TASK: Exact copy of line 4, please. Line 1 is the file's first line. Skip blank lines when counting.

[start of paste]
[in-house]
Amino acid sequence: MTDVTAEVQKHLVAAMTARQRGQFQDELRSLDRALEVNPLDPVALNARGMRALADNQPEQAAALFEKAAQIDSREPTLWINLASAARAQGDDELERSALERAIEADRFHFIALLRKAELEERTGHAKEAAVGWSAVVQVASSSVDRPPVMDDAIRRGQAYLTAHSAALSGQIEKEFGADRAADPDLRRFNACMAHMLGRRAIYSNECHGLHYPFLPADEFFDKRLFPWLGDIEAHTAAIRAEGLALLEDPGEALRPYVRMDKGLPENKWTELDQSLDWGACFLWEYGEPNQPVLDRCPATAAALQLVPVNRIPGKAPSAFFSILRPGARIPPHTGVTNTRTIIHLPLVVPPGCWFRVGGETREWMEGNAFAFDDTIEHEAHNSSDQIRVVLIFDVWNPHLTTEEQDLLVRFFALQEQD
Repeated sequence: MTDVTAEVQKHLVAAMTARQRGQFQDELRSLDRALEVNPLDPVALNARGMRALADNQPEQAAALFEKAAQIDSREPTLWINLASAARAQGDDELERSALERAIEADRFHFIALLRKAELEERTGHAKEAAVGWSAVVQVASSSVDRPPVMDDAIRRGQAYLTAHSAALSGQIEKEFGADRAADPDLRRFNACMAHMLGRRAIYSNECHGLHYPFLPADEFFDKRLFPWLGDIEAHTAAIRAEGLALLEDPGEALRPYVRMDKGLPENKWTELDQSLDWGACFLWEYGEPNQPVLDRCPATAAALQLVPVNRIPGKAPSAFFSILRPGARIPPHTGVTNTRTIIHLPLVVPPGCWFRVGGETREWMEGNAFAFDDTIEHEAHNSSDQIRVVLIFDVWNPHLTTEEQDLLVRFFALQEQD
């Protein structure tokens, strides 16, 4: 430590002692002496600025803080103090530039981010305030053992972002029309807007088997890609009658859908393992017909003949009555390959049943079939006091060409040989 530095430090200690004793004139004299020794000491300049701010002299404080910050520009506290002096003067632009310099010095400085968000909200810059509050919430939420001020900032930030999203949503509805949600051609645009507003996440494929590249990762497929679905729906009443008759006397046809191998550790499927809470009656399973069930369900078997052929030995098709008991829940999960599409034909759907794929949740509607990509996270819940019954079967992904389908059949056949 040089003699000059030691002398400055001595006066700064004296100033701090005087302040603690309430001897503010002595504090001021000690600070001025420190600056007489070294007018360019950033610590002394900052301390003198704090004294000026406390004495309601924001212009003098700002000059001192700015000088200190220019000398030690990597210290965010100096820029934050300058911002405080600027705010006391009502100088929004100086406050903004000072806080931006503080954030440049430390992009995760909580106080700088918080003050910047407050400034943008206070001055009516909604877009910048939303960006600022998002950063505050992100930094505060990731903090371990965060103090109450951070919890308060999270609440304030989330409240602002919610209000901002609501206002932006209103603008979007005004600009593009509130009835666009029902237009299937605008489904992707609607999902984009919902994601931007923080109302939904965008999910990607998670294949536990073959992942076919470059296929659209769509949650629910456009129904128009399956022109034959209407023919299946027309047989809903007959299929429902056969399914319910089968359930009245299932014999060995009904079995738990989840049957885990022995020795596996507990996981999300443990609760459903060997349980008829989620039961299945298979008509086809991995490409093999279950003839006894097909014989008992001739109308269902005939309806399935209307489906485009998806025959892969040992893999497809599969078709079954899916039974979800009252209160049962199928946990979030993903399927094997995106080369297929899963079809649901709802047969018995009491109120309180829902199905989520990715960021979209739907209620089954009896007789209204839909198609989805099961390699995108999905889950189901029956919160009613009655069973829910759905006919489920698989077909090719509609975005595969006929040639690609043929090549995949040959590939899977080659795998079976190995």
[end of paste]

């Protein structure tokens, strides 16, 4: 430590002692002496600025803080103090530039981010305030053992972002029309807007088997890609009658859908393992017909003949009555390959049943079939006091060409040989 530095430090200690004793004139004299020794000491300049701010002299404080910050520009506290002096003067632009310099010095400085968000909200810059509050919430939420001020900032930030999203949503509805949600051609645009507003996440494929590249990762497929679905729906009443008759006397046809191998550790499927809470009656399973069930369900078997052929030995098709008991829940999960599409034909759907794929949740509607990509996270819940019954079967992904389908059949056949 040089003699000059030691002398400055001595006066700064004296100033701090005087302040603690309430001897503010002595504090001021000690600070001025420190600056007489070294007018360019950033610590002394900052301390003198704090004294000026406390004495309601924001212009003098700002000059001192700015000088200190220019000398030690990597210290965010100096820029934050300058911002405080600027705010006391009502100088929004100086406050903004000072806080931006503080954030440049430390992009995760909580106080700088918080003050910047407050400034943008206070001055009516909604877009910048939303960006600022998002950063505050992100930094505060990731903090371990965060103090109450951070919890308060999270609440304030989330409240602002919610209000901002609501206002932006209103603008979007005004600009593009509130009835666009029902237009299937605008489904992707609607999902984009919902994601931007923080109302939904965008999910990607998670294949536990073959992942076919470059296929659209769509949650629910456009129904128009399956022109034959209407023919299946027309047989809903007959299929429902056969399914319910089968359930009245299932014999060995009904079995738990989840049957885990022995020795596996507990996981999300443990609760459903060997349980008829989620039961299945298979008509086809991995490409093999279950003839006894097909014989008992001739109308269902005939309806399935209307489906485009998806025959892969040992893999497809599969078709079954899916039974979800009252209160049962199928946990979030993903399927094997995106080369297929899963079809649901709802047969018995009491109120309180829902199905989520990715960021979209739907209620089954009896007789209204839909198609989805099961390699995108999905889950189901029956919160009613009655069973829910759905006919489920698989077909090719509609975005595969006929040639690609043929090549995949040959590939899977080659795998079976190995």